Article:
Three tips from a Yale expert for better conversations

Business leaders cannot go it alone. should work with them employees, customers, investors, suppliers, partners and communities. Each of these relationships is at risk when leaders enter negotiations.

Here are some examples of how negotiations can put your business at risk:

  • An engineering leader developing your company’s new product receives an offer from a competitor. If you can’t agree on a new salary package, your competitor will be better off and your company may lose an opportunity for growth.
  • A major raw material supplier proposes a 20 percent increase in prices due to increased demand and a lack of production capacity. If you pay the price, your profit will vanish, but if you lose supply, you will fall short of your production goals.
  • Your company is months away from cash crunch. Your principal investor is happy to supply the money you need — but only if you reduce your cash burn rate by $5 million and accept a 50 percent cut in your company’s valuation. If you accept the terms, your best people can leave. If not, you may be short of cash.

Turning these situations into a win-win for you and your negotiating partner is a skill that business leaders must master. Yale School of Management professor Barry Nelebuff is an expert on the subject—with “30 years of experience teaching conversation, strategy, innovation, and game theory,” according to wall street journal,

The goal of negotiation, in his view, is to make more through a deal than you can get without a deal. Here are three talking tips from Nelebuf and how you can put them to work for yourself.

1. Agree on the pie.

In a conversation, it’s easy to skip a very important first step: agreeing with your negotiating partner what pie you’re trying to split. Before you even have a conversation about it, you must agree on the pie.

One case – which is very common nowadays – is a landlord who wants to sell his property in a hot market. Instead of simply offering the property to the highest bidder, say $800,000, the landlord offers to sell the tenant for $790,000.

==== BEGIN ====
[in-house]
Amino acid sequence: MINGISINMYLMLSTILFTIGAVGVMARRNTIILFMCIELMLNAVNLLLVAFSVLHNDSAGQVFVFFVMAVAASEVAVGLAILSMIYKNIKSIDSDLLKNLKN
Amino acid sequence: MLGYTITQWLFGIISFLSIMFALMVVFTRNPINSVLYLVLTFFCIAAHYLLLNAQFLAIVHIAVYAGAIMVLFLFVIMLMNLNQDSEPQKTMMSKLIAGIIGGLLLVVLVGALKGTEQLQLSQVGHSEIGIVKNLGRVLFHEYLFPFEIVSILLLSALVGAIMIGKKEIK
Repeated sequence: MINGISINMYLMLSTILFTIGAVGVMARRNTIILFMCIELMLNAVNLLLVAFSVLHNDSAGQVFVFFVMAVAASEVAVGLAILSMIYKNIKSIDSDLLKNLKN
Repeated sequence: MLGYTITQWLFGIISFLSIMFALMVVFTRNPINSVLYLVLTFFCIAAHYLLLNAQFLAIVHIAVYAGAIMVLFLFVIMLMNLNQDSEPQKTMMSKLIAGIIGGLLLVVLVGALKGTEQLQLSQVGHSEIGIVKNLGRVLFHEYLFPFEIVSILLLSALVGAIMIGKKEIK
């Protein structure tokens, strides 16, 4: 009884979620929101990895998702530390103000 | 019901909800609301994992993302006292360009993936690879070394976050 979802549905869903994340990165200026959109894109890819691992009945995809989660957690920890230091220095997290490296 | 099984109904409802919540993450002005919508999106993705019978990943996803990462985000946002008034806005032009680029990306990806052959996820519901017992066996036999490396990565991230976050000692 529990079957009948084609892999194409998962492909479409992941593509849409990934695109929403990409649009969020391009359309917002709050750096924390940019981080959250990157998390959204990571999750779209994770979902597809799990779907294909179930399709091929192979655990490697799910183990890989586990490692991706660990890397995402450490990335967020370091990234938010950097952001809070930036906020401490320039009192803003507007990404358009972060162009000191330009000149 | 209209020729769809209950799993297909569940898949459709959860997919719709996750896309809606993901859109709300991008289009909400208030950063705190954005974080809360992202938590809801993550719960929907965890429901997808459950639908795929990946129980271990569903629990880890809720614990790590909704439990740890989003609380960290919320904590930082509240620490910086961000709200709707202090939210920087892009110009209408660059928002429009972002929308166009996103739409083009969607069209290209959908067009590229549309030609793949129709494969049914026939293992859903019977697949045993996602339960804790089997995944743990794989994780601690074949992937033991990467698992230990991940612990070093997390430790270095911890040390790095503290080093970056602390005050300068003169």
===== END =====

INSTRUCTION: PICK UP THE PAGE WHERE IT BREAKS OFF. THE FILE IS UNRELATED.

That price is not found relevant. Instead, as Nellebuff pointed out, the parties are actually negotiating a 5 percent sales commission—about $40,000. To this, the tenant tells the landlord, I am happy to pay the market value and want us to split the commission savings equally between us.

In this case, the tenant deal prevails. While the landlord thinks that a hotter market means he should get $40,000 more in savings, the tenant argues, “If you sell to someone else for $800,000 you’re only going to collect $760,000. If I sell to someone else.” buy a comparable house, I’ll pay me $800,000. So you need me as much as I need you to save that $40,000.”

Simply put, if you can make it clear how much you and your negotiating partner need each other, you may both be better off negotiating the right pie.

2. Enlarge the pie.

Once you’ve agreed on a pie, you should try to make it bigger. To that end, Nellebuff argues that you should “ask for things that are affordable to them and valuable to you, not what’s costly to them.”

For example, if an employee asks for an eight percent increase, the company has to pay it to everyone – making it very costly for the company. However, it may be possible to request a one-time bonus of $10,000 that the employer may not be required to pay to all employees.

3. Say “yes, if,” no “no unless.”

These days, many employees are getting job offers elsewhere and demanding a pay increase from their current employer before leaving.

Let’s say you enjoy working at the company and you want to say, however, that the one or two percent increase you have received over the past three years is not enough for you to sustain high inflation.

Instead of telling the employer that you will quit until you get a 20 percent increase; It’s much better for you and the employer if you tell them what they can do to be happy for you.
The Journal notes that helping employers see that it will be cheaper for them to pay you – generally happy and productive employees – than to “hire someone like you and pay them a lot more money”. For.

Do these three things and you’ll turn risky conversations into deals that better you and others.

The opinions expressed here by Inc.com columnists are their own, not those of Inc.com.